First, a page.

It presents us an opportunity to evaluate, think—and rethink—our objectives. It allows us to ruminate and figure out our strategies to achieve our goals. It is a process in which we are pushed to focus, distil and prioritize. By committing, we become more accountable as we allow ourselves and our actions to be monitored. This is essentially why, year after year, AFI publishes a progress report on the Maya Declaration.
By having a public commitment, the BSP made itself cognizant to reduce the gap between its commitments and actions. The BSP recognizes hard truths on financial exclusion: Only 26 percent of adult Filipinos have savings accounts, while only 10.5 percent have access to formal credit, and 36.6 percent of Philippines’ cities and municipalities remain unbanked. Financial services are concentrated in higher income areas, while some of the country’s poorest regions remain largely unbanked.
The BSP, therefore, conscientiously works to increase financial access points and usage of financial services. The BSP issues regulations that effectively expand business opportunities to reach the unbanked in a sound and viable manner. Since September 2011, the reach of the banking system has substantially grown by 13.8 percent, which translates to the establishment of more than 1,200 new banking offices. Alternative financial service providers also effectively augment and complement banking services. The presence of these service providers has significantly decreased the percentage of cities and municipalities that are unserved from 36.6 percent to 13 percent. Usage of formal financial products and services has likewise increased. Innovations in product and delivery channels have taken root. These results are borne out of initiatives that are part of a deliberately and carefully crafted strategy.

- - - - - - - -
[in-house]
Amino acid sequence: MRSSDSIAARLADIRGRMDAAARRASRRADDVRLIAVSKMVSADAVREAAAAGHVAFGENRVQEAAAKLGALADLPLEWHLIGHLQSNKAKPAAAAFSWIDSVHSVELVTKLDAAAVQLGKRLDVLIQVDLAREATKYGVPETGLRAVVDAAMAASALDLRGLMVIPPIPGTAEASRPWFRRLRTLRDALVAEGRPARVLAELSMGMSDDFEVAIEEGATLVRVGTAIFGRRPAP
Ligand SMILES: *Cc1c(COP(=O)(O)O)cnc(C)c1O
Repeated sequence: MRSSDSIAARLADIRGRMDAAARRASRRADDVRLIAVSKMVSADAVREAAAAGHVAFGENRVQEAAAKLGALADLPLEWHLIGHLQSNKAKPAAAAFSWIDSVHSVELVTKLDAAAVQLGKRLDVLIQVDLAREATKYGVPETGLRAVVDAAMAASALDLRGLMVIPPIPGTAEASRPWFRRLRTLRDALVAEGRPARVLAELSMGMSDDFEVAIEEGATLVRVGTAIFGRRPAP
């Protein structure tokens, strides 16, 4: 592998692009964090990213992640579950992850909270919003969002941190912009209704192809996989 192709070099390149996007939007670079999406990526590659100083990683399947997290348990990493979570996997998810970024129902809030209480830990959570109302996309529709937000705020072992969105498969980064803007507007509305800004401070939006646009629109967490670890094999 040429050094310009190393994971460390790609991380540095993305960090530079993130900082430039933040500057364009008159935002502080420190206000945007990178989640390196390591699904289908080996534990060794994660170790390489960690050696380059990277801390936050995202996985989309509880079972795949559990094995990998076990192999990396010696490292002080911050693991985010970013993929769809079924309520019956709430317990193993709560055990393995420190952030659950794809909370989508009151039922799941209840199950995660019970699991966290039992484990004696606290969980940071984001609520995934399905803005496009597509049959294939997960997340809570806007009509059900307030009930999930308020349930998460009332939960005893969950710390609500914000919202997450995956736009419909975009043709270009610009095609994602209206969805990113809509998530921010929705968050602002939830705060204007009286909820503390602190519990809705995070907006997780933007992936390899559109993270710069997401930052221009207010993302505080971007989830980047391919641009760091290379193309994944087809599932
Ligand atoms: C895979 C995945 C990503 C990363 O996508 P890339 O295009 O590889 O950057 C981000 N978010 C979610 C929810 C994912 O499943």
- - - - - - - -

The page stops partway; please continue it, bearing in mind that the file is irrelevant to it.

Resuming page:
Making a public commitment is a means to champion financial inclusion
Our commitment compels us to move beyond our introspection and individual action. It effectively enables us to share our experiences to other stakeholders. As none of us know the holy grail that will financially include all people, knowledge sharing is ultimately beneficial for all.